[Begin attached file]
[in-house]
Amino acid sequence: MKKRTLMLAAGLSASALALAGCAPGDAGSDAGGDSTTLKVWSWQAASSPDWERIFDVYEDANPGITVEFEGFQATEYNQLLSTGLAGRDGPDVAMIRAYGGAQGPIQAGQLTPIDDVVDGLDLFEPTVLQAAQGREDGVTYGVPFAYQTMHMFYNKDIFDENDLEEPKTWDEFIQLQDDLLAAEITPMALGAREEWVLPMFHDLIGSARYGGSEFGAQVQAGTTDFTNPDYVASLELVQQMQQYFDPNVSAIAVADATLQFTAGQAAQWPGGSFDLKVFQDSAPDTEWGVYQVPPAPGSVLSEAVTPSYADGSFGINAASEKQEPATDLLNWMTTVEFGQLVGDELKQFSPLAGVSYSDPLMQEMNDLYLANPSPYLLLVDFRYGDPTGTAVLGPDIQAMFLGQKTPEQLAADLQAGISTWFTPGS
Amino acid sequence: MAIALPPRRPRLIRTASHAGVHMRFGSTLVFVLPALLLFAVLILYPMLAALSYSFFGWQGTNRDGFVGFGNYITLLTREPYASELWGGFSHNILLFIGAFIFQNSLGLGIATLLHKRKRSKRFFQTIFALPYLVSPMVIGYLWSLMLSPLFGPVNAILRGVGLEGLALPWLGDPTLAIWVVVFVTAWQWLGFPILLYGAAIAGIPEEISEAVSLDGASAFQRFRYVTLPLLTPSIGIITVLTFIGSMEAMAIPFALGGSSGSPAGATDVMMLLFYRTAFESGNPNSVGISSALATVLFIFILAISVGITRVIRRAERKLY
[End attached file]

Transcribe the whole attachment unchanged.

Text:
[in-house]
Amino acid sequence: MKKRTLMLAAGLSASALALAGCAPGDAGSDAGGDSTTLKVWSWQAASSPDWERIFDVYEDANPGITVEFEGFQATEYNQLLSTGLAGRDGPDVAMIRAYGGAQGPIQAGQLTPIDDVVDGLDLFEPTVLQAAQGREDGVTYGVPFAYQTMHMFYNKDIFDENDLEEPKTWDEFIQLQDDLLAAEITPMALGAREEWVLPMFHDLIGSARYGGSEFGAQVQAGTTDFTNPDYVASLELVQQMQQYFDPNVSAIAVADATLQFTAGQAAQWPGGSFDLKVFQDSAPDTEWGVYQVPPAPGSVLSEAVTPSYADGSFGINAASEKQEPATDLLNWMTTVEFGQLVGDELKQFSPLAGVSYSDPLMQEMNDLYLANPSPYLLLVDFRYGDPTGTAVLGPDIQAMFLGQKTPEQLAADLQAGISTWFTPGS
Amino acid sequence: MAIALPPRRPRLIRTASHAGVHMRFGSTLVFVLPALLLFAVLILYPMLAALSYSFFGWQGTNRDGFVGFGNYITLLTREPYASELWGGFSHNILLFIGAFIFQNSLGLGIATLLHKRKRSKRFFQTIFALPYLVSPMVIGYLWSLMLSPLFGPVNAILRGVGLEGLALPWLGDPTLAIWVVVFVTAWQWLGFPILLYGAAIAGIPEEISEAVSLDGASAFQRFRYVTLPLLTPSIGIITVLTFIGSMEAMAIPFALGGSSGSPAGATDVMMLLFYRTAFESGNPNSVGISSALATVLFIFILAISVGITRVIRRAERKLY